The project was conceptualised entirely independently, but it directly addresses key priorities outlined in the 2016 White Paper on the Development of Northern Australia produced by the Federal government (Commonwealth of Australia 2016). Specifically, the White Paper aspires to enable the Indigenous development of natural assets; create a welcoming environment for investors;  support  Indigenous-led  infrastructure  planning  and  investment;  reduce  barriers  to employment;  and  improve  Indigenous  governance  (Commonwealth  of  Australia  2015:  5). These are all key goals of the current project.   

The major project findings are that significant opportunities (and some risks) exist for Indigenous people on CYP in the ES sector, particularly with respect to water and catchment  management. Identifying and securing these opportunities and avoiding the relevant risks requires a combination of:

  • strengthening local and regional Indigenous governance systems;
  • development of policy, programmatic and regulatory frameworks to support ecosystem services valuation;
  • the building of partnerships with agencies that have skills in monitoring and evaluation;
  • identifying and building relationships with potential future customers (both government and non-government);
  • identifying commercial opportunities and building revenue streams that can support the provision of ecosystem services (through direct purchase and through support for infrastructure, capability development, etc.); and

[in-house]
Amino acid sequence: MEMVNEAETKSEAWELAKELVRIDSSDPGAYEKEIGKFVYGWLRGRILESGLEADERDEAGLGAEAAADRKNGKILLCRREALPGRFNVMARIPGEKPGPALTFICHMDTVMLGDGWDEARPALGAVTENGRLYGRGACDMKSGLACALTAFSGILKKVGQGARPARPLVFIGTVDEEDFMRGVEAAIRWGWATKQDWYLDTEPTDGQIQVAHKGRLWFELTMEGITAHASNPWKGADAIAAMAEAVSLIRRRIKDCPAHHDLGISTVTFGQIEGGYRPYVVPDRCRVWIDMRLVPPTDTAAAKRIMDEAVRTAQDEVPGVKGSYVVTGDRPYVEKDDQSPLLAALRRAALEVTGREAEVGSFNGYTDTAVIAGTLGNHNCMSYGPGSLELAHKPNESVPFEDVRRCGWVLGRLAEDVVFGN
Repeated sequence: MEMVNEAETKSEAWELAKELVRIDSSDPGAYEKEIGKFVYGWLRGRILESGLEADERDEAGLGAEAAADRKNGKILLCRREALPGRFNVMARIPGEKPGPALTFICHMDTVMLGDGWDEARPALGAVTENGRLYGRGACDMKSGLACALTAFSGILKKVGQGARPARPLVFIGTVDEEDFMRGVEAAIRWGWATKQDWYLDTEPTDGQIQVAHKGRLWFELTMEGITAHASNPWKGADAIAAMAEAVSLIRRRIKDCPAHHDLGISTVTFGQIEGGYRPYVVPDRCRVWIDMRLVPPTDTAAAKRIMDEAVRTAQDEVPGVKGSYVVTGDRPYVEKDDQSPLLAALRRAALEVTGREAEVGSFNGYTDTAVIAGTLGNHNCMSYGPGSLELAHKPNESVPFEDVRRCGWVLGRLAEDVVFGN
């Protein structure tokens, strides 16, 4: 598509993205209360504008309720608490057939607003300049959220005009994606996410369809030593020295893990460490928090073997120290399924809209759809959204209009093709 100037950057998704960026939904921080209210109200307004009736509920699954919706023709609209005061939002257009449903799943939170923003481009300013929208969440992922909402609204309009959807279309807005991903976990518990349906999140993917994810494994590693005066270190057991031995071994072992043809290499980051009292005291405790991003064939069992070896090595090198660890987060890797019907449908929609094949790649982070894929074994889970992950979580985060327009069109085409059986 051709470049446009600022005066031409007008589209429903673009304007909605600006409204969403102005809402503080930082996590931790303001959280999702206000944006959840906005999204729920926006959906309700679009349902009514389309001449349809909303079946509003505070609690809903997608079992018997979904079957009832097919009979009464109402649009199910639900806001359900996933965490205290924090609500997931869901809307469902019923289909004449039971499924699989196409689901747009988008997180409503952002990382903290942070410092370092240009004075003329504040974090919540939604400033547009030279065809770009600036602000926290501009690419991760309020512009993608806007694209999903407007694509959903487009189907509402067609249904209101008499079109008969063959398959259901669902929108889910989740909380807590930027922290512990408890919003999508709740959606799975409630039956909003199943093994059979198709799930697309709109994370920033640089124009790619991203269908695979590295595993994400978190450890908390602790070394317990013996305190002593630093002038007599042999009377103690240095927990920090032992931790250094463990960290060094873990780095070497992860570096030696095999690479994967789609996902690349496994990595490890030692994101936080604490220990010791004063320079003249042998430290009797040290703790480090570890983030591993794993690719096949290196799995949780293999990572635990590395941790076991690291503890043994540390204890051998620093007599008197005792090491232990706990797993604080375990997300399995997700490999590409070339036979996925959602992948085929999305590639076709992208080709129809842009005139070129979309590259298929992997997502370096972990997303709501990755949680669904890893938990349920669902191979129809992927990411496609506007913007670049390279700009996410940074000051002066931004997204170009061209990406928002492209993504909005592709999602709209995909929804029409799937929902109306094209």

• the building of livelihoods based in Indigenous natural and cultural resource management that can generate substantial social, cultural, political, economic, and health co-benefits for employees, local communities, and wider society.

Substantive risks, however, need to be managed. These include risks to foundational rights associated with country and risks associated with business failure. Consequently, the project highlights that these ES must be developed as part of a broader business and enterprise strategy containing mutually supportive elements – e.g. ecotourism, research services, feral animal management and biodiversity protection. Further work with research and business partners is needed to align commercial development opportunities, build potential markets, and generate customers. Future partner support may encompass the underpinning infrastructure that enables Indigenous people to deliver such services; the development and commercialisation of the ecosystem services themselves; the creation of commercial products associated with those services; and the lobbying for changes to key national and/or State policies limiting service development and commercialisation.


Community-based evaluation, governance, and strategic planning for Indigenous Ecosystem Services in Eastern Cape York Peninsula
Marcus Barber, Allan Dale, Rebecca Pearse, Justin Perry, Michael Winer, Tim Jaffer, Dion Creek
Publication date
Not listed.
Rights notice
Rights Notice: This report has been placed on the CSIRO repository and may be made available to persons outside of CSIRO for non commercial purposes, in its entirety and without deletion of disclaimers and copyright information.